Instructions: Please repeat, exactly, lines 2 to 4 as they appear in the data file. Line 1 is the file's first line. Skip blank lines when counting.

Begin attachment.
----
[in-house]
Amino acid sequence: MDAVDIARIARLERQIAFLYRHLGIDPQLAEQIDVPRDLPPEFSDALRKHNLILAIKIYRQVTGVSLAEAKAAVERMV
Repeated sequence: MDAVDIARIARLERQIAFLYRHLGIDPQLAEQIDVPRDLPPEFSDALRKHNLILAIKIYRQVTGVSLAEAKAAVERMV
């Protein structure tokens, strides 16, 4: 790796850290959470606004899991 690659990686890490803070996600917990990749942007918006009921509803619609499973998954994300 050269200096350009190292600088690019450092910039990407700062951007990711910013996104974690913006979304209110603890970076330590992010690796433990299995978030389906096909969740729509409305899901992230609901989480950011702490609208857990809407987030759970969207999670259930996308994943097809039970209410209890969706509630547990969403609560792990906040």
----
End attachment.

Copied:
Amino acid sequence: MDAVDIARIARLERQIAFLYRHLGIDPQLAEQIDVPRDLPPEFSDALRKHNLILAIKIYRQVTGVSLAEAKAAVERMV
Repeated sequence: MDAVDIARIARLERQIAFLYRHLGIDPQLAEQIDVPRDLPPEFSDALRKHNLILAIKIYRQVTGVSLAEAKAAVERMV
């Protein structure tokens, strides 16, 4: 790796850290959470606004899991 690659990686890490803070996600917990990749942007918006009921509803619609499973998954994300 050269200096350009190292600088690019450092910039990407700062951007990711910013996104974690913006979304209110603890970076330590992010690796433990299995978030389906096909969740729509409305899901992230609901989480950011702490609208857990809407987030759970969207999670259930996308994943097809039970209410209890969706509630547990969403609560792990906040």